about Indians? No? I don't mean the Cooper, Beadle, cigar-store, or
Laughing Water kind-I mean the modern Indian--the kind that takes
Greek prizes in colleges and scalps the half-back on the other side in
football games. The kind that eats macaroons and tea in the
afternoons with the daughter of the professor of biology, and fills up
on grasshoppers and fried rattlesnake when they get back to the
ancestral wickiup.

"Well, they ain't so bad. I like 'em better than most foreigners that
have come over in the last few hundred years. One thing about the
Indian is this: when he mixes with the white race he swaps all his own
vices for them of the pale-faces--and he retains all his own virtues.
Well, his virtues are enough to call out the reserves whenever he lets
'em loose. But the imported foreigners adopt our virtues and keep
their own vices--and it's going to take our whole standing army some
day to police that gang.

"But let me tell you about the trip I took to Mexico with High jack
Snakefeeder, a Cherokee twice removed, a graduate of a Pennsylvania
college and the latest thing in pointed-toed, rubber-heeled, patent
kid moccasins and Madras hunting-shirt with turned-back cuffs. He was
a friend of mine. I met him in Tahlequah when I was out there during
the land boom, and we got thick. He had got all there was out of
colleges and had come back to lead his people out of Egypt. He was a
man of first-class style and wrote essays, and had been invited to
visit rich guys' houses in Boston and such places.

"There was a Cherokee girl in Muscogee that High Jack was foolish
about. He took me to see her a few times. Her name was Florence Blue
Feather--but you want to clear your mind of all ideas of squaws with
nose-rings and army blankets. This young lady was whiter than you
are, and better educated than I ever was. You couldn't have told her
from any of the girls shopping in the swell Third Avenue stores. I
liked her so well that, I got to calling on her now and then when High
Jack wasn't along, which is the way of friends in such matters. She
was educated at the Muscogee College, and was making a specialty of--
let's see--eth--yes, ethnology. That's the art that goes back and
traces the descent of different races of people, leading up from
jelly-fish through monkeys and to the O'Briens. High Jack had took up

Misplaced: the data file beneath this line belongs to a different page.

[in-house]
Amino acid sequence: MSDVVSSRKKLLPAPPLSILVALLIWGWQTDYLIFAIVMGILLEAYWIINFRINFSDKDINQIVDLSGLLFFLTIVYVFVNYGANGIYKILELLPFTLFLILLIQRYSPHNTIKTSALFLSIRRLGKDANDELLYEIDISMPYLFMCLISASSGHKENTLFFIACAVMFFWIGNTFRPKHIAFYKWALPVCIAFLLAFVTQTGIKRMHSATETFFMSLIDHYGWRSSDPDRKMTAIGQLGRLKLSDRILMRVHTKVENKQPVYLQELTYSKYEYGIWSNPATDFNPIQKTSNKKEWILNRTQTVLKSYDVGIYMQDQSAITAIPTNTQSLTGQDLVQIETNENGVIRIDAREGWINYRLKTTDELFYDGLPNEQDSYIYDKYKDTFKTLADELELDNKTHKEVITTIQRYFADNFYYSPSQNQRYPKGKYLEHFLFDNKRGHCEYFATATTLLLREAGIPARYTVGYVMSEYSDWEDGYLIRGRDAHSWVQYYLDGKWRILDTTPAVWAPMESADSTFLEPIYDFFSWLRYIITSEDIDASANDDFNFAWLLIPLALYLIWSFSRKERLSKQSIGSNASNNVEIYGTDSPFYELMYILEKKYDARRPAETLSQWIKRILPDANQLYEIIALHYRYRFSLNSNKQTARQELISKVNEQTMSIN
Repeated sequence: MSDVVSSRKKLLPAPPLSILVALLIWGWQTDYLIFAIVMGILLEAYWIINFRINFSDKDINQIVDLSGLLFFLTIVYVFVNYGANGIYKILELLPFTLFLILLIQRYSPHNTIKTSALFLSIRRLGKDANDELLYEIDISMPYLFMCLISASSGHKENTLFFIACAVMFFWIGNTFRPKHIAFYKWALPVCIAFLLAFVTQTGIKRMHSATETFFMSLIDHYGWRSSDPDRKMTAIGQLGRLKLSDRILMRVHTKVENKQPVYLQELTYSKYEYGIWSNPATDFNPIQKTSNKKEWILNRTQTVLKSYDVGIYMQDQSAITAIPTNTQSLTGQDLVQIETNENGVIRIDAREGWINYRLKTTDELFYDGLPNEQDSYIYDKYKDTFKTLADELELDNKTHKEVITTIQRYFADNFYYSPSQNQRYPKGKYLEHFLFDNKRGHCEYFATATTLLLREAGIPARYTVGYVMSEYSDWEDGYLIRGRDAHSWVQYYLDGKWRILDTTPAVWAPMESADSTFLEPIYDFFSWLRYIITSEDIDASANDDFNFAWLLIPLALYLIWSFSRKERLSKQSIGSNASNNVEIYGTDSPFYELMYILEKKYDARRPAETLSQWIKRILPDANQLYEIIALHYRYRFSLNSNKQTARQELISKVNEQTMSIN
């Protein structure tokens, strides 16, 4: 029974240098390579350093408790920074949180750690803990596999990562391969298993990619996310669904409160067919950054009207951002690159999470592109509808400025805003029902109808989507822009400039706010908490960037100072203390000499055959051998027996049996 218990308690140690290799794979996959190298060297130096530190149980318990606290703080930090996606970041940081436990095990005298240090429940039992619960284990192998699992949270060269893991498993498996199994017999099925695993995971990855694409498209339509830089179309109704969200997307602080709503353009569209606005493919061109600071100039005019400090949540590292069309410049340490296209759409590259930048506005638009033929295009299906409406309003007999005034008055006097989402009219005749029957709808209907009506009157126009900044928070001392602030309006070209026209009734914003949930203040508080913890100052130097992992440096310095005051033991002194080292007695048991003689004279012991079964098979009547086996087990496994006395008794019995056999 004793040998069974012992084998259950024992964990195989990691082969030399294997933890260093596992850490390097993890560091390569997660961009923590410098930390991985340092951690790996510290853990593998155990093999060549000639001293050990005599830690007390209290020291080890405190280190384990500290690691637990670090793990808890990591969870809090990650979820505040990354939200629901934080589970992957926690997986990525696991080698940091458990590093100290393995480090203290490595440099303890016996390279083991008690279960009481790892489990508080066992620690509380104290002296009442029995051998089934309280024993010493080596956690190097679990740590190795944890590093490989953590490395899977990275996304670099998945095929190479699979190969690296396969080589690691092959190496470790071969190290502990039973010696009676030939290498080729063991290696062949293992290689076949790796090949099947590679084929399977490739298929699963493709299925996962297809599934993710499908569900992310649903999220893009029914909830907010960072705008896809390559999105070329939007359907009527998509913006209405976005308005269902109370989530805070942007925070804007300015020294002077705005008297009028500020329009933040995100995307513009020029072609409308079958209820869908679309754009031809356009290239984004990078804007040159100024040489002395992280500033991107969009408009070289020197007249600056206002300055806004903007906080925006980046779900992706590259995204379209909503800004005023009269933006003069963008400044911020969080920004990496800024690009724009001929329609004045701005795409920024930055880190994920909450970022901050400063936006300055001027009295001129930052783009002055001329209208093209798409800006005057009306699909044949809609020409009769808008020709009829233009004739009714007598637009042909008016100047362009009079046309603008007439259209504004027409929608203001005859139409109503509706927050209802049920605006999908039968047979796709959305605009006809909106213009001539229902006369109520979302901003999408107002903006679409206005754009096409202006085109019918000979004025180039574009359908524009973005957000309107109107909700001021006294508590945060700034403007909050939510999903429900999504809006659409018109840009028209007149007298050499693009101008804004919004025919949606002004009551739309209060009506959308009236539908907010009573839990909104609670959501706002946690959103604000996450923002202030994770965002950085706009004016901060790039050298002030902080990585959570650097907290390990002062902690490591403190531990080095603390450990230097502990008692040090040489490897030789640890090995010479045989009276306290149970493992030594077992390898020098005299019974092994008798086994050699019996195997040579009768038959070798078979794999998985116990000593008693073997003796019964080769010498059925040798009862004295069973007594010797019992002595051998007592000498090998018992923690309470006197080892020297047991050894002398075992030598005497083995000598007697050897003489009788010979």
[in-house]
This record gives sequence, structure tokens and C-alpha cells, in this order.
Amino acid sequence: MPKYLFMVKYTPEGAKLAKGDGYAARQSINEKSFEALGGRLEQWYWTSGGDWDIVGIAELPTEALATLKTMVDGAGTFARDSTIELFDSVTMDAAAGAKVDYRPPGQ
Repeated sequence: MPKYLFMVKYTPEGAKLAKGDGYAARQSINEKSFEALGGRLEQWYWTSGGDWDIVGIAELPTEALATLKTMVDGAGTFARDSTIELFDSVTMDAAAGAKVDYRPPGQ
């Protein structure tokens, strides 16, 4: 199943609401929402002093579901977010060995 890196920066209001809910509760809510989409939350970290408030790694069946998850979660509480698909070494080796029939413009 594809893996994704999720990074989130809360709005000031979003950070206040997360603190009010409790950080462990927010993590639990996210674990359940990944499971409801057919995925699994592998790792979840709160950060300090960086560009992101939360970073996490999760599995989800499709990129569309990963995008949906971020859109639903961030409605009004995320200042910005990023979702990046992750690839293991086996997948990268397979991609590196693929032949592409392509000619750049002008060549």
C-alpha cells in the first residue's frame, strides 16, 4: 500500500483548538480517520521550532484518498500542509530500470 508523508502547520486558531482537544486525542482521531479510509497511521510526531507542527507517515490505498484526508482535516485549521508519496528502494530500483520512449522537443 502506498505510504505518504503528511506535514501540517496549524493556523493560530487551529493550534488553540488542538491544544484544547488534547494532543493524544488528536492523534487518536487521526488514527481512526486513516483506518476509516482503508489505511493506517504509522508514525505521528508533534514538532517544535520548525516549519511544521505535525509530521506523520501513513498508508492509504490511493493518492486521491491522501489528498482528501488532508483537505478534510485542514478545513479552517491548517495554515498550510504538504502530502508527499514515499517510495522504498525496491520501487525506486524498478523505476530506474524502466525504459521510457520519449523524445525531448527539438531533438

that line too, and had read papers about it before all kinds of
riotous assemblies--Chautauquas and Choctaws and chowder-parties, and
such. Having a mutual taste for musty information like that was what
made 'em like each other, I suppose. But I don't know! What they
call congeniality of tastes ain't always it. Now, when Miss Blue
Feather and me was talking together, I listened to her affidavits
about the first families of the Land of Nod being cousins german
(well, if the Germans don't nod, who does?) to the mound-builders of
Ohio with incomprehension and respect. And when I'd tell her about
the Bowery and Coney Island, and sing her a few songs that I'd heard
the Jamaica niggers sing at their church lawn-parties, she didn't look
much less interested than she did when High Jack would tell her that
he had a pipe that the first inhabitants of America originally arrived
here on stilts after a freshet at Tenafly, New Jersey.

"But I was going to tell you more about High Jack.

"About six months ago I get a letter from him, saying he'd been
commissioned by the Minority Report Bureau of Ethnology at Washington
to go down to Mexico and translate some excavations or dig up the
meaning of some shorthand notes on some ruins--or something of that
sort. And if I'd go along he could squeeze the price into the expense

"Well, I'd been holding a napkin over my arm at Chubb's about long
enough then, so I wired High Jack 'Yes'; and he sent me a ticket, and
I met him in Washington, and he had a lot of news to tell me. First
of all, was that Florence Blue Feather had suddenly disappeared from
her home and environments.

"'Run away?' I asked.